A ‘for’ statement is used to loop through the array indexes; starting from 0 until ‘i’ is no longer smaller than ‘trail’. So the array index goes from 0 – 29, which gives us 30 places to hold information in each array. This ‘for’ statement is mainly used to assign a starting value to the indexes in the array:

for (i = 0; i < trail; i += 1)
{
  curPosX[i] = mouse_x;
  curPosY[i] = mouse_y;
  size[i] = radius - i / trail * radius * scale;
  // create an array that decreases its value as it goes through its indexes
}

Now we need to assign the ‘index’ variable that will hold the current position of largest circle in the goo cursor; this is also the main circle that all the other circles will trail behind.

index = 0;

Draw Event

Now it’s time to add the code for the ‘draw’ event. You will notice that I have combined the code from the ‘step’ event, into the draw event. This is possible because the ‘draw’ event is called just as many times as the ‘step’ event, and will not produce any problems with timing.

To start this event off, add 1 to the ‘index’ variable. Next, check if ‘index = trail’, then set ‘index’ back to the first index of the array, which is 0. Remember, ‘trail’ represents the length of the array, and the array starts from 0 and ends off at 29; so if the ‘index’ variable reaches 30, it falls out of range for the array. To avoid this, change the value of ‘index’ back to the first index, which is 0.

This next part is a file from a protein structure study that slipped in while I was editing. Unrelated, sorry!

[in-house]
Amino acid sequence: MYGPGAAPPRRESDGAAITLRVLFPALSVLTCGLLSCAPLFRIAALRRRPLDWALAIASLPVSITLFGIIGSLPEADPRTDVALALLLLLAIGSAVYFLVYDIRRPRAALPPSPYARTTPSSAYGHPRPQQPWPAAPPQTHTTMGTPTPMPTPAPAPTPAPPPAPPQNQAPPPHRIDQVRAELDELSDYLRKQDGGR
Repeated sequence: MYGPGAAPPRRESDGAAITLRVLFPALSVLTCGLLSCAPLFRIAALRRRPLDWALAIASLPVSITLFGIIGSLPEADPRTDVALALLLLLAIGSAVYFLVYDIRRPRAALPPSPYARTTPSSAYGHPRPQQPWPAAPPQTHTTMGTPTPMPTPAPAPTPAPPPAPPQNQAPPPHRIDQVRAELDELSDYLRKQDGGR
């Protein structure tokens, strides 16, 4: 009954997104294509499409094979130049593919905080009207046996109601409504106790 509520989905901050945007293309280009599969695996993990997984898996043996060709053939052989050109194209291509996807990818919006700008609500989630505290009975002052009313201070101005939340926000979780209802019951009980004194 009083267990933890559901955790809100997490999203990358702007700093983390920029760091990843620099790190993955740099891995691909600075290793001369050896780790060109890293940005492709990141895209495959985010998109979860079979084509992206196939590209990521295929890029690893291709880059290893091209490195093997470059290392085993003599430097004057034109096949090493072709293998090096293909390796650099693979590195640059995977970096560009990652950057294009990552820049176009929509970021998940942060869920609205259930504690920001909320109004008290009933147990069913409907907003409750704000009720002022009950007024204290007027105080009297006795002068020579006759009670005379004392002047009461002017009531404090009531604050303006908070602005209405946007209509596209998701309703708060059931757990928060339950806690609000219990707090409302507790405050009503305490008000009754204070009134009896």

index += 1;
if (index = trail)
{
  index = 0;
}

Next, set the position of the mouse’s ‘x’, and ‘y’ co-ordinates to the arrays ‘curPosX’ and ‘curPosY’ at the current index that holds the position of the main circle in the goo cursur.

curPosX[index] = mouse_x;
curPosY[index] = mouse_y;

Now you create a temp variable ‘t’ that will be used as a place holder to check how many indexes have been looped through.

t = 0;